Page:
I've been learning about glazes in one of my courses this semester and I'm pretty impressed with the results so far. Glazing is a technique from the Renaissance that had the artist apply diluted colour values over a monochromatic painting and gradually build the colours up. It's different from alla prima painting in that you don't apply the colours you see until the end. With Alla Prima, you lay your colours down directly onto the canvas.
What I enjoy about the glazing technique is that working in monochrome makes it a lot easier to model and perfect the figure without the added complication of choosing the right colours. The idea with laying down thin glazes of colour is that you establish your tints and tones in the monochromatic stage so that you simply have to lay one solid colour down over top.
Our teacher had us do an assignment where we had to copy a painting by a Master and apply this technique. I chose a Northern Renaissance painting by Robert Campin, "Portrait of a Man". I thought the bright red turban would work smashingly with this technique. I mixed oil paints with a quick drying glazing medium and was really surprised at how well it worked out. It felt a little bit like colourizing a black and white movie :P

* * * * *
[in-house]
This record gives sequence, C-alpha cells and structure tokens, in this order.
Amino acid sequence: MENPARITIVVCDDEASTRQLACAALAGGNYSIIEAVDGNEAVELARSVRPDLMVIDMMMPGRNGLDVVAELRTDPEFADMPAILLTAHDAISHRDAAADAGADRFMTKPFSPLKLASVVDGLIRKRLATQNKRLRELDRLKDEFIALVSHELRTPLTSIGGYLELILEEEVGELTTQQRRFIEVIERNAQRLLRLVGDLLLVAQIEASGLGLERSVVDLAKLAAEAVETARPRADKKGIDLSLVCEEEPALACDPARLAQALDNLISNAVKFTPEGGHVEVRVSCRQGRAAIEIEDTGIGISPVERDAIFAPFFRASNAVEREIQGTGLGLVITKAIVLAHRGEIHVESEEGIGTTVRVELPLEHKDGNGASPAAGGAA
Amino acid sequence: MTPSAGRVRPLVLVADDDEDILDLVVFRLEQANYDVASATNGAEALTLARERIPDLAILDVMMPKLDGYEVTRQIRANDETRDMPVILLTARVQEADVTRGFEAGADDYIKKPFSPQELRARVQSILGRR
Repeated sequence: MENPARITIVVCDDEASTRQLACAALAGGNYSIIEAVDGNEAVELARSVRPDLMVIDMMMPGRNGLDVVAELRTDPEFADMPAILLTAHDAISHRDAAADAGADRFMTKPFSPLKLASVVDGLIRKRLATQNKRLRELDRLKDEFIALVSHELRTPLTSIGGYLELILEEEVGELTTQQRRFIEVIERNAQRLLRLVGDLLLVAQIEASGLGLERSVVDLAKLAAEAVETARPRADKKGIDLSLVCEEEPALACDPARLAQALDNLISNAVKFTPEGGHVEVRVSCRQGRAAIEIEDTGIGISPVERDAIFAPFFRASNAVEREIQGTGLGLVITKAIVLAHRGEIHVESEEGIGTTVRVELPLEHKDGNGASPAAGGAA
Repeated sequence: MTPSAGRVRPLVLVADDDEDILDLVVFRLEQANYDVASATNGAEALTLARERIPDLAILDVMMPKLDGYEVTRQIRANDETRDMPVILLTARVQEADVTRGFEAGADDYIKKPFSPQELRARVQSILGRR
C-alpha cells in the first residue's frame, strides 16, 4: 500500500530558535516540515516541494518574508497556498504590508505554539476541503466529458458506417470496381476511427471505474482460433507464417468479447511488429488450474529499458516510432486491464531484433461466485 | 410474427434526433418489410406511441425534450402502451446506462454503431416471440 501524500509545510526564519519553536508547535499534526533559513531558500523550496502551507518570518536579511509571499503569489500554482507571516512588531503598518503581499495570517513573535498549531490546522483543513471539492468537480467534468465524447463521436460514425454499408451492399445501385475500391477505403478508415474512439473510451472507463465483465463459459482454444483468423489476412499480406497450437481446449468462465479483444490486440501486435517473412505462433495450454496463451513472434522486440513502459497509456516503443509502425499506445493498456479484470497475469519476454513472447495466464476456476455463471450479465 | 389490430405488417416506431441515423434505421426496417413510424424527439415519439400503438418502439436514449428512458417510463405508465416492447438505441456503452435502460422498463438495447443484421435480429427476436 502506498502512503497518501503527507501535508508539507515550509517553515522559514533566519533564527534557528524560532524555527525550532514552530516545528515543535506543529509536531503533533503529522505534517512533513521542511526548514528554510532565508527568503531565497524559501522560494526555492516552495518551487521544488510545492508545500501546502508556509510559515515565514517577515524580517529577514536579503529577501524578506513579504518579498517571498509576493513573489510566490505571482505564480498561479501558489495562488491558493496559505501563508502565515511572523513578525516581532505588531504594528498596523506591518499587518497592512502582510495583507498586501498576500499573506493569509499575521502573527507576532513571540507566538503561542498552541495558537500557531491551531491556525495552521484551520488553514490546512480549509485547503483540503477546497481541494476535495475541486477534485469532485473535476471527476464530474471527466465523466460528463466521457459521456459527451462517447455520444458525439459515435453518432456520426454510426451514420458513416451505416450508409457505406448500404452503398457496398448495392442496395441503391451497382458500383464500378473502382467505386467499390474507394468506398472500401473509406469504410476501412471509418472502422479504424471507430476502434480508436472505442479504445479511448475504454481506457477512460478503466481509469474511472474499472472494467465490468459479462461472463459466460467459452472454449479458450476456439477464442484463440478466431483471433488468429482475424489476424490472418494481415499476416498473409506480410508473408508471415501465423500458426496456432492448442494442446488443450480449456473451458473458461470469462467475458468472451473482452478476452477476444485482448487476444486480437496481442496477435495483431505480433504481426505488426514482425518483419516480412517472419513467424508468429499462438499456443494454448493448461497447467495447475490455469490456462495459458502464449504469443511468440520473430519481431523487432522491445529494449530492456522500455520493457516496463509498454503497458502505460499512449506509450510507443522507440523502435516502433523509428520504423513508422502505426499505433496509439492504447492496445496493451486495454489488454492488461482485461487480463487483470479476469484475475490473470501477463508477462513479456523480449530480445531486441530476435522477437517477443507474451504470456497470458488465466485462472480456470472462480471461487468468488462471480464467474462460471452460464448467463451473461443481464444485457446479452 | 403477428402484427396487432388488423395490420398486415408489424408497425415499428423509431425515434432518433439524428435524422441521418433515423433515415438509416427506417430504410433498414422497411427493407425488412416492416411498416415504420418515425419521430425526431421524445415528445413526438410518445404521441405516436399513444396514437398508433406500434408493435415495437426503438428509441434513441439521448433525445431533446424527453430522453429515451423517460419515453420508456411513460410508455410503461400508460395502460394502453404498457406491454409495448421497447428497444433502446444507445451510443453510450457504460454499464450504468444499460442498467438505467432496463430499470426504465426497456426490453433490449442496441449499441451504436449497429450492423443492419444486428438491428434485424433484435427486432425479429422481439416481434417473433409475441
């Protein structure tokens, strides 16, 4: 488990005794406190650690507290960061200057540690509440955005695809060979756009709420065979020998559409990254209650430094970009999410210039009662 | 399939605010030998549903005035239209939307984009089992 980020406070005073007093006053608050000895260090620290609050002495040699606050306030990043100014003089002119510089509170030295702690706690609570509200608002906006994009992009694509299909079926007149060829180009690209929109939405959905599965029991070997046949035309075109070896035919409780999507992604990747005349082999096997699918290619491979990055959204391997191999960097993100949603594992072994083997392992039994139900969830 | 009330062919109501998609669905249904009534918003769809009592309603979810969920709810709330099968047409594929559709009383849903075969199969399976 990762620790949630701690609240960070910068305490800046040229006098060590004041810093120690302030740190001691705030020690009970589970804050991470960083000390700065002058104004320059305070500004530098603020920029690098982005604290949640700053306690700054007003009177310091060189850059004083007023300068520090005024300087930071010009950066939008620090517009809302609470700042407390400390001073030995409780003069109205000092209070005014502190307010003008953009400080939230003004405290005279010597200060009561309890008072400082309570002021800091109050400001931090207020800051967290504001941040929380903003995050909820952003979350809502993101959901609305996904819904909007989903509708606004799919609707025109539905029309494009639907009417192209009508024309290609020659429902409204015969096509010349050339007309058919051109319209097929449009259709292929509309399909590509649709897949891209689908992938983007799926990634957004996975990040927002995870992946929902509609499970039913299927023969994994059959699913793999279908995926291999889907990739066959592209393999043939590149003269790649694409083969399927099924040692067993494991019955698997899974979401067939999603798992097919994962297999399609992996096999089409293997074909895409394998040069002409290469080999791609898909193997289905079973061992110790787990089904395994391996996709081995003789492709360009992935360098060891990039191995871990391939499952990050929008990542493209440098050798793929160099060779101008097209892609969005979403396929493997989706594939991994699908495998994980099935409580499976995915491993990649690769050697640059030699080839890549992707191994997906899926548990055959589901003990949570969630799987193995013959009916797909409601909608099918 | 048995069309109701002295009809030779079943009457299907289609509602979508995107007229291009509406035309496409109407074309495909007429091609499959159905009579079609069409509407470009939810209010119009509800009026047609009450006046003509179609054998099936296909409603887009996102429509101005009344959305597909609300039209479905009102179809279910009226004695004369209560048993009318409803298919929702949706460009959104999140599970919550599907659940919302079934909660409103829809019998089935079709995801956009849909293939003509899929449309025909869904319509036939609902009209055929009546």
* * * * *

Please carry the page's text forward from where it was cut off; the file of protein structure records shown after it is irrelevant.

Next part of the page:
I'd really like to use this technique again in my own painting sometime. I'm really amazed by the amount of control I was able to get out of working monochromatically.
...and no, your eyes are not playing tricks on you-- there are a few minor differences between the black & white and colour versions-- a few small edits were made by me before applying the colours and our man looks slightly more happier now.
...and yes, my show is still on at the TPL and you should totally go see it if you haven't yet, or else come out on the 26th for the meet and greet!